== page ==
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Apem. So thou apprehend'st it: Take it for thy labour.
Tim. How dost thou like this jewel, Apemantus ?
Apem. Not so well as plain dealing 37, which will not cost a man a doit.
Tim. What dost thou think 'tis worth? Apem. Not worth my thinking.—How now, poet? Poet. How now, philosopher? Apem. Thou liest. Poet. Art not one ? Apem. Yes. Poet. Then I lie not. Apem. Art not a poet? Poet. Yes. Apem. Then thou liest: look in thy last work, where thou hast feign’d him a worthy fellow.
Poet. That's not feign’d, he is so.
Apem. Yes, he is worthy of thee, and to pay thee for thy labour: He, that loves to be flattered, is worthy o’the flatterer. Heavens, that I were a lord !
Tim. What would'st do then, Apemantus ?
T'im. What, thyself?
Apem. That I had no angry wit to be a lord 38.Art not thou a merchant?
37 Alluding to the proverb: Plain dealing is a jewel, but they who use it die beggars.
38 This line is corrupt undoubtedly, and none of the emendations or substitutions that have been proposed are satisfactory. Perhaps we should read. That I had (now angry) wish'd to be a lord:' or, ' That I had (so angry) will to be a lord.' Malone propos d to point the passage thus, ' That I had no angry wit.To be a lord!' and explains it, “ That I had no wit (or discretion]
Mer. Ay, Apemantus.
Apem. Traffick's thy god, and thy god confound thee!
Trumpets sound. Enter a Servant.
'Tis Alcibiades, and Some twenty horse, all of companionship 39. Tim. Pray, entertain them; give them guide to
[Exeunt some Attendants. You must needs dine with me:-Go not you hence, Till I have thank'd you; and, when dinner's done, Show me this piece.- I am joyful of your sights.
Enter ALCIBIADES, with his Company. Most welcome, sir !
[They salute. Apem.
So, so; there! Aches contract and starve your supple joints !— That there should be small love 'mongst these sweet
knaves, And all this court’sy! The strain of man's bred out Into baboon and monkey 40.
Alcib. Sir, you have sav'd my longing, and I feed Most hungrily on your sight. Tim.
Right welcome, sir :
in my anger, but was absurd enough to wish myself one of that set of men, whom I despise.' These are the best helps I can afford the reader towards a solution of this enigmatical passage, and it must be confessed they are feeble.
39 i. e. Alcibiades' companions, or such as he consorts with and sets on a level with himself.
40 Man is degenerated ; his strain or lineage is worn down into a monkey.
Ere we depart 4), we'll share a bounteous time
[Exeunt all but APEMANTUS.
Enter two Lords. 1 Lord. What time a day is't, Apemantus ? Apem. Time to be honest. 1 Lord. That time serves still. Apem. The most accursed thou “, that still omit'stit. 2 Lord. Thou art going to Lord Timon's feast. Apem. Ay; to see meat fill knaves, and wine
heat fools. 2 Lord. Fare thee well, fare thee well. Apem. Thou art a fool, to bid me farewell twice. 2 Lord. Why, Apemantus ?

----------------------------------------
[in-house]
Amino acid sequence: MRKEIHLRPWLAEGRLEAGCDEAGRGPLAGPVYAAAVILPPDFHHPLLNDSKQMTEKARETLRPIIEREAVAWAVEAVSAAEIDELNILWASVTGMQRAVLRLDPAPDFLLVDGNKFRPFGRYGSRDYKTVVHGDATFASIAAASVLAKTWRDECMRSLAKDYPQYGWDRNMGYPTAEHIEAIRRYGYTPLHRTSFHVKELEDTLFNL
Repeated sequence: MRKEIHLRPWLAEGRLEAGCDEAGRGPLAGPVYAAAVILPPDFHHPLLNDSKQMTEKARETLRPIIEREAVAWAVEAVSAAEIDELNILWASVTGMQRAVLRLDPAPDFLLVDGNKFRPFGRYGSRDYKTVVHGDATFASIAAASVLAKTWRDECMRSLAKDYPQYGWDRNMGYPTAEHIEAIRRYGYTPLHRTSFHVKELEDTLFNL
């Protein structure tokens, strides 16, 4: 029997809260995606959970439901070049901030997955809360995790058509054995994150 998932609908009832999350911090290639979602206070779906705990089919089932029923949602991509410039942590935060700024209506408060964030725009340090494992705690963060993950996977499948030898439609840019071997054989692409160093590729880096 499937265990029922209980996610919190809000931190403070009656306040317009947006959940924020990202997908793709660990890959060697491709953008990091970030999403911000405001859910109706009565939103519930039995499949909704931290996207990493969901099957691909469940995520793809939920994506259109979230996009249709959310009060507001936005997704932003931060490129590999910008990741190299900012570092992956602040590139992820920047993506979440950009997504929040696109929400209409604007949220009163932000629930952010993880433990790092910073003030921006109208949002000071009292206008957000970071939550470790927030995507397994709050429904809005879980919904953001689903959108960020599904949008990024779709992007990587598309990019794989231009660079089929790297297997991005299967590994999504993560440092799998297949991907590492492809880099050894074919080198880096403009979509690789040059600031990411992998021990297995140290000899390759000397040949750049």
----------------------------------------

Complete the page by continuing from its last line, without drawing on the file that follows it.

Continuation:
Apem. Shouldst have kept one to thyself, for I mean to give thee none.
1 Lord. Hang thyself.
Apem. No, I will do nothing at thy bidding; make thy requests to thy friend.
2 Lord. Away, unpeaceable dog, or I'll spurn thee hence. Apem. I will fly, like a dog, the heels of the ass.
[Exit. 1 Lord. He's opposite to humanity. Come, shall
we in, And taste Lord Timon's bounty? he outgoes The very heart of kindness.
2 Lord. He pours it out; Plutus, the god of gold, 41 It has been before observed that to depart and to part were anciently synonymous. See vol. ii. p. 329, note 7.
So in King John, Act ii. Sc.2:
• Hath willingly departed with a part.' 42 Ritson says we should read :
• The more accursed thou.' So in The Two Gentlemen of Verona :
* The more degenerate and base art thou.'
Is but his steward: no meed 43, but he repays
The noblest mind he carries, That ever govern’d man.
2 Lord. Long may he live in fortunes! Shall we in? 1 Lord. I'll keep you company.
[Exeunt. SCENE II. The same.
A Room of State in Timon's House. Hautboys playing loud musick. A great banquet
served in; FLAVIUS and others attending; then enter TIMON, ALCIBIADES, LUCIUS, LUCULLUS, SEMPRONIUS, and other Athenian Senators, with VENTIDIUS, and Attendants.
Then comes dropping after all, APEMANTUS, discontentedly. Ven. Most honour'd Timon, 't hath pleas'd the
gods to remember My father's age, and call him to long peace. He is gone happy, and has left me rich: Then, as in grateful virtue I am bound To your free heart, I do return those talents, Doubled, with thanks, and service, from whose help I deriv'd liberty. Tim.
O, by no means,
gave it freely ever; and there's none
43 Meed here means desert.
44 i. e. all the customary returns made in discharge of obligations.
1. The faults of rich persons, and which contribute to the increase of riches, wear a plausible appearance, and as the world goes are thought fair; but they are faults notwithstanding.'
Ven. A noble spirit.
Nay, my lords, ceremony
[They sit. 1 Lord. My lord, we always have confess'd it.
Apem. Ho, ho, confess'd it? hang'd it', have you not?
Tim. O, Apemantus! you are welcome.
company, Nor is he fit for it, indeed.
Apem. Let me stay at thine apperila, Timon; I come to observe; I give thee warning on't.
2 There seems to be some allusion to a common proverbial saying of Shakspeare's time, . Confess and be hanged. See Othello, Act iv. Sc. 1. .3 The old copy reads • Yond' man's very angry.”.
4 Steevens and Malone dismissed apperil from the text, and inserted own peril: but Mr. Gifford has shown that the word occurs several times in Ben Jonson :Sir, I will bail you at mine own apperil.'
Devil is an Ass. See Ben Jonson, vol. v. p. 137 ; vol. vi. p. 117, and p. 159.